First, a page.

“So, what we did is we developed a method that would bind to white jelly beans. … Then we used a magnet that pulls the white jelly beans up.
“It took us from 1999 to 2016 – and science to catch up – for us to develop a method to get the DNA and get results from it.”
Yanez’s remains finally were identified on July 13. And in September, Shreeve and other relatives gathered to celebrate his life – and lay him to rest.
During the service, Yáñez’s military uniform was displayed in an open casket, next to a photo of him as a young man.
Those who delivered eulogies, including Shreeve, had one thing in common: They’d never met Yáñez but were inspired by stories they’d heard about him. One of Yáñez’s nephews joined the military because of him. Susan Kee, a Korean War historian who spoke at the service, said that without Yáñez’s contributions to the war effort, her parents could never have lived free in South Korea.
At the cemetery, the deacon performed a rosary ceremony and gave a crucifix to Yáñez’s sisters, Lupe Salazar and Connie Cintron, and assured them that because of his good deeds, Yanez would prosper in the afterlife. Family members then placed red roses on Yanez’s casket, and it was lowered into the ground.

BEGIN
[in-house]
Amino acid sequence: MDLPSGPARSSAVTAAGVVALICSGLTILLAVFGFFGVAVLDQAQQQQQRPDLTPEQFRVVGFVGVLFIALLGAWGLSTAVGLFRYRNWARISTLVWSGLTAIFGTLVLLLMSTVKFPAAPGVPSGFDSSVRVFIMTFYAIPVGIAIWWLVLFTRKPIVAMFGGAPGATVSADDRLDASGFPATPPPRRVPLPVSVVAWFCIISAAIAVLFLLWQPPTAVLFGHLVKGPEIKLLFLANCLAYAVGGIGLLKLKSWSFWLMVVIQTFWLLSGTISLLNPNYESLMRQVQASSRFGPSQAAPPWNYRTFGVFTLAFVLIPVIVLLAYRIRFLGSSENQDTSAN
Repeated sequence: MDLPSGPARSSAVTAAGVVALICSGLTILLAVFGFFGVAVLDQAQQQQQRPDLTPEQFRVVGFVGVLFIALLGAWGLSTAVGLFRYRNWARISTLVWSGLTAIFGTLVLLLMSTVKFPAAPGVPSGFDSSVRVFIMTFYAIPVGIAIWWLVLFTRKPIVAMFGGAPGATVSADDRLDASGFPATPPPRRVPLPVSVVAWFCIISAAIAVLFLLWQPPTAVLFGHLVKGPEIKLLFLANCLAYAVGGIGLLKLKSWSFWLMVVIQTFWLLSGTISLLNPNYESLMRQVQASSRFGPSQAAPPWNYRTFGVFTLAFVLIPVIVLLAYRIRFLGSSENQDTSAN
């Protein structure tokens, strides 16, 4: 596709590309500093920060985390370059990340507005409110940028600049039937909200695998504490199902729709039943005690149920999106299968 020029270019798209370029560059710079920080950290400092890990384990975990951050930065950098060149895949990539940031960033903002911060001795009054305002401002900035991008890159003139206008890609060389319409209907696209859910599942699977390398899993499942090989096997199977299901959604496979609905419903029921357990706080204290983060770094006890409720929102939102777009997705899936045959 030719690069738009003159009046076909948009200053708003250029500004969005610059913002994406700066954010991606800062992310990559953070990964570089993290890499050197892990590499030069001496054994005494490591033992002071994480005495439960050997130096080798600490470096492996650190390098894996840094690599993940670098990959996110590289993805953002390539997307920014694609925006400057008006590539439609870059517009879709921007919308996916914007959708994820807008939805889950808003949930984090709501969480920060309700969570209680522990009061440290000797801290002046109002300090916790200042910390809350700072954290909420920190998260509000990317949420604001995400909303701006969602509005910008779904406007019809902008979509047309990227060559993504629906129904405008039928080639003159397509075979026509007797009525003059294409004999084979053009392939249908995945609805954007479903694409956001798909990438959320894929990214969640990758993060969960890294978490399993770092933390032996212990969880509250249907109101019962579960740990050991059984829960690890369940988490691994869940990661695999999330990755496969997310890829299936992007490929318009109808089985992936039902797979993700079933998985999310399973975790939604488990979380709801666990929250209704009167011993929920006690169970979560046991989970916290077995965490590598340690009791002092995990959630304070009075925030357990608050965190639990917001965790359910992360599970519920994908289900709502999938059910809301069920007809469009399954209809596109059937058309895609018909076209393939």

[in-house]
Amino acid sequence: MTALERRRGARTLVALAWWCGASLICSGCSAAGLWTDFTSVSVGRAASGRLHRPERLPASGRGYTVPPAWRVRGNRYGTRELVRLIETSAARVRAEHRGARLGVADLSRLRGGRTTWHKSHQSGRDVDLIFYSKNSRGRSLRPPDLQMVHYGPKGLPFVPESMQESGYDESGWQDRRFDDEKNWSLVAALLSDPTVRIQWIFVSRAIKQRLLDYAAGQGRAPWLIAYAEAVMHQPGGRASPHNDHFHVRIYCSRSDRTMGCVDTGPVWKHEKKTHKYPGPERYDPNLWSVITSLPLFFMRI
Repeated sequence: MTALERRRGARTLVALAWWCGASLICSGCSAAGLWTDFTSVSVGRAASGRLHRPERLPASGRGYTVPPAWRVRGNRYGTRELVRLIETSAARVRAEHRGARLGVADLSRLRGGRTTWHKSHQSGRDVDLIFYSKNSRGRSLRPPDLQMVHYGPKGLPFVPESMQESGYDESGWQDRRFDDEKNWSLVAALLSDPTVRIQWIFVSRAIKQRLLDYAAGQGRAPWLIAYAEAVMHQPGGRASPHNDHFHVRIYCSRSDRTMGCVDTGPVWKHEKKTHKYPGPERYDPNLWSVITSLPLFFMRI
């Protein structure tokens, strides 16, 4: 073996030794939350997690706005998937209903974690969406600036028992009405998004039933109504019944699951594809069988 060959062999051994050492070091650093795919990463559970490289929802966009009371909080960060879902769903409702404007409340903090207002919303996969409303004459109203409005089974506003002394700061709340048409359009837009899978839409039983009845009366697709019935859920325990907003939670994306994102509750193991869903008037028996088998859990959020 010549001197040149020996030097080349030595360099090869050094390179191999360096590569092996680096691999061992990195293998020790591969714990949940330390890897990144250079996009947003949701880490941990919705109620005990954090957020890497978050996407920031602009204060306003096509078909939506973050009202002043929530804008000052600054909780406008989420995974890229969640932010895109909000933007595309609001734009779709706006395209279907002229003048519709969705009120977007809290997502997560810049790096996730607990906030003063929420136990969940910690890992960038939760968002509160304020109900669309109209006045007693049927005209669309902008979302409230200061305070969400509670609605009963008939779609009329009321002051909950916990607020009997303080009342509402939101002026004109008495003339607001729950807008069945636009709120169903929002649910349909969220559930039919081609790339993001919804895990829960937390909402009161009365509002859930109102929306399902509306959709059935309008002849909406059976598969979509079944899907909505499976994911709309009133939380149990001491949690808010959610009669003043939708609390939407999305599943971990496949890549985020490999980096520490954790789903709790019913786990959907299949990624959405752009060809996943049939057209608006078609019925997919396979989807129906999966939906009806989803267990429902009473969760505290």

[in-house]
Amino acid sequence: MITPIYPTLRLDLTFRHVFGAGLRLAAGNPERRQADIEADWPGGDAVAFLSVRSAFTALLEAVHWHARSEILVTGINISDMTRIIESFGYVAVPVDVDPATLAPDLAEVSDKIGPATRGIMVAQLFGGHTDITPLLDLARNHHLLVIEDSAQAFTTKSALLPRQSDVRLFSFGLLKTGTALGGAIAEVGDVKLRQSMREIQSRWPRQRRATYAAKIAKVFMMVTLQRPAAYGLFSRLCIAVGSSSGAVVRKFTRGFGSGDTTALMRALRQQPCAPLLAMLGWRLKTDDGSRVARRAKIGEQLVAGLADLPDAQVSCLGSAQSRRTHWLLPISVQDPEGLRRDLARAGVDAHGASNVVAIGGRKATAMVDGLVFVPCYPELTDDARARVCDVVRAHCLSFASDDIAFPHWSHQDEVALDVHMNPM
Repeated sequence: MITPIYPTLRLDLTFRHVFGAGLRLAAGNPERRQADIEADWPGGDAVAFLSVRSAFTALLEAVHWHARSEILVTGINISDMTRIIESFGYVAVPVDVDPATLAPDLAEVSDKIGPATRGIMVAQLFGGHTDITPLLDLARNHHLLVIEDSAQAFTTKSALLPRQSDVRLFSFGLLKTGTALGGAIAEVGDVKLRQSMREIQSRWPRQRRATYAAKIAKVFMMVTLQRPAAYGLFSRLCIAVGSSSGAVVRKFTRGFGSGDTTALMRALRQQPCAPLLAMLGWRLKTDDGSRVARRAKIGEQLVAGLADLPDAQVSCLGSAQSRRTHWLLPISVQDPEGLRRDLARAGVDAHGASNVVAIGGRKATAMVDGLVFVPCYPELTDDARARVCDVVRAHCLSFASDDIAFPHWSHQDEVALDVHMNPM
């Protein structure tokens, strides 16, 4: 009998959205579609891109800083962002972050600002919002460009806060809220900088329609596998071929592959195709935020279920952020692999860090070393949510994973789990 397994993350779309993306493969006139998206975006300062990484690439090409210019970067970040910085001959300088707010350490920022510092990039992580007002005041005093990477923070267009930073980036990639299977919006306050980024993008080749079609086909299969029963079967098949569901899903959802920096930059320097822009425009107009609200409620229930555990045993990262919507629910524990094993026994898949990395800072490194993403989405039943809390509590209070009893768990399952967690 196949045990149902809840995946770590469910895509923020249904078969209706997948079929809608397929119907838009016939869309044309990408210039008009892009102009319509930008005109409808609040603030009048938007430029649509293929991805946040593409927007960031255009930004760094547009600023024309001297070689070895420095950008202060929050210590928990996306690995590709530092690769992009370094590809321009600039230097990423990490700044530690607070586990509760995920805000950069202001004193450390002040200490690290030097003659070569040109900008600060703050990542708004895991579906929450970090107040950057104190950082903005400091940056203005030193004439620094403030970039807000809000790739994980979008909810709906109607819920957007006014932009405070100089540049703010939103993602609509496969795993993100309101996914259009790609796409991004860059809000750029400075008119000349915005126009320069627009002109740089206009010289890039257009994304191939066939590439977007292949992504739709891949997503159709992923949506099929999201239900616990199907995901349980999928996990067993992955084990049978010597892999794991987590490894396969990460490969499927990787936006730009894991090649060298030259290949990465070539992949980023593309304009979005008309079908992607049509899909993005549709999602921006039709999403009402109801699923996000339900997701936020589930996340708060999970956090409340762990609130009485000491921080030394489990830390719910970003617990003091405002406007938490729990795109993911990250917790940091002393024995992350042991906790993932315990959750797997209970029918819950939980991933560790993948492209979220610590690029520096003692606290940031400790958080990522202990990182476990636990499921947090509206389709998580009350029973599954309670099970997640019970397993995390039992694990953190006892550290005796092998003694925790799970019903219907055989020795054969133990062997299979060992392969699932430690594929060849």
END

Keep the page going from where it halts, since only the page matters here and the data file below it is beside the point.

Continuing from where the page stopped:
Shreeve said she hoped the journey to identify her uncle serves to bring her family closer together, and she intends to help other service members’ families get the same closure she now has. She is set to be a guest speaker at next year’s DPAA Korean and Cold War briefing in Washington, D.C.
“If you have a loved one who was killed in a war and their remains have not been identified, I encourage you to get a hold of the DPAA … and learn everything you can,” she said.
“Don’t give up hope.”
Yáñez received many posthumous honors, including a Purple Heart. His name is recorded on the Courts of the Missing monument at Punchbowl cemetery, along with soldiers who remain unknown. One day soon, Yáñez will receive a rosette next to his name – to show that he has been identified, at last.
Rithwik Kalale is a News Reporter with Cronkite News. Mikenzie Hammel is a News Broadcast Reporter with Cronkite News. Reproduced with permission by Cronkite News.